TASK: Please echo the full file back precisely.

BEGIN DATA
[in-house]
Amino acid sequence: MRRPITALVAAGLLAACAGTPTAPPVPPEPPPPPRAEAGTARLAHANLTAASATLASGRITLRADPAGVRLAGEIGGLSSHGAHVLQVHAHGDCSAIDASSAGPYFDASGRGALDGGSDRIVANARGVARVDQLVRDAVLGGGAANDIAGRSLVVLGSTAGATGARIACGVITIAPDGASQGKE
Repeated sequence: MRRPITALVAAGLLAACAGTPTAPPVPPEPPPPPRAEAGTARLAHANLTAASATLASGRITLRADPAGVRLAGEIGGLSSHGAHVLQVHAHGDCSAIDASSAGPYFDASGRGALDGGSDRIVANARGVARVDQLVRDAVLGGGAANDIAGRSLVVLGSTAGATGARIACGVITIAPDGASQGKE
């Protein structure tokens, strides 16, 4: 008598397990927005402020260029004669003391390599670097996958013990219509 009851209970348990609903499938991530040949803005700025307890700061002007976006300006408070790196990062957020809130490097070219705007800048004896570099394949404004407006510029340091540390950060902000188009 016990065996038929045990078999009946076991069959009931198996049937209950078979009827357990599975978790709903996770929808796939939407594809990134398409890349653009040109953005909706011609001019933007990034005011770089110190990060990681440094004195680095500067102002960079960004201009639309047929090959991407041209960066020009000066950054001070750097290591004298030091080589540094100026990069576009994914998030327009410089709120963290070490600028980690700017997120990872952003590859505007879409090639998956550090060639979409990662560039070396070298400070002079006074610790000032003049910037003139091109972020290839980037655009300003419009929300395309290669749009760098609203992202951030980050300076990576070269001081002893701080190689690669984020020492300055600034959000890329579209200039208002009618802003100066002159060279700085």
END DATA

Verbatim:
[in-house]
Amino acid sequence: MRRPITALVAAGLLAACAGTPTAPPVPPEPPPPPRAEAGTARLAHANLTAASATLASGRITLRADPAGVRLAGEIGGLSSHGAHVLQVHAHGDCSAIDASSAGPYFDASGRGALDGGSDRIVANARGVARVDQLVRDAVLGGGAANDIAGRSLVVLGSTAGATGARIACGVITIAPDGASQGKE
Repeated sequence: MRRPITALVAAGLLAACAGTPTAPPVPPEPPPPPRAEAGTARLAHANLTAASATLASGRITLRADPAGVRLAGEIGGLSSHGAHVLQVHAHGDCSAIDASSAGPYFDASGRGALDGGSDRIVANARGVARVDQLVRDAVLGGGAANDIAGRSLVVLGSTAGATGARIACGVITIAPDGASQGKE
């Protein structure tokens, strides 16, 4: 008598397990927005402020260029004669003391390599670097996958013990219509 009851209970348990609903499938991530040949803005700025307890700061002007976006300006408070790196990062957020809130490097070219705007800048004896570099394949404004407006510029340091540390950060902000188009 016990065996038929045990078999009946076991069959009931198996049937209950078979009827357990599975978790709903996770929808796939939407594809990134398409890349653009040109953005909706011609001019933007990034005011770089110190990060990681440094004195680095500067102002960079960004201009639309047929090959991407041209960066020009000066950054001070750097290591004298030091080589540094100026990069576009994914998030327009410089709120963290070490600028980690700017997120990872952003590859505007879409090639998956550090060639979409990662560039070396070298400070002079006074610790000032003049910037003139091109972020290839980037655009300003419009929300395309290669749009760098609203992202951030980050300076990576070269001081002893701080190689690669984020020492300055600034959000890329579209200039208002009618802003100066002159060279700085």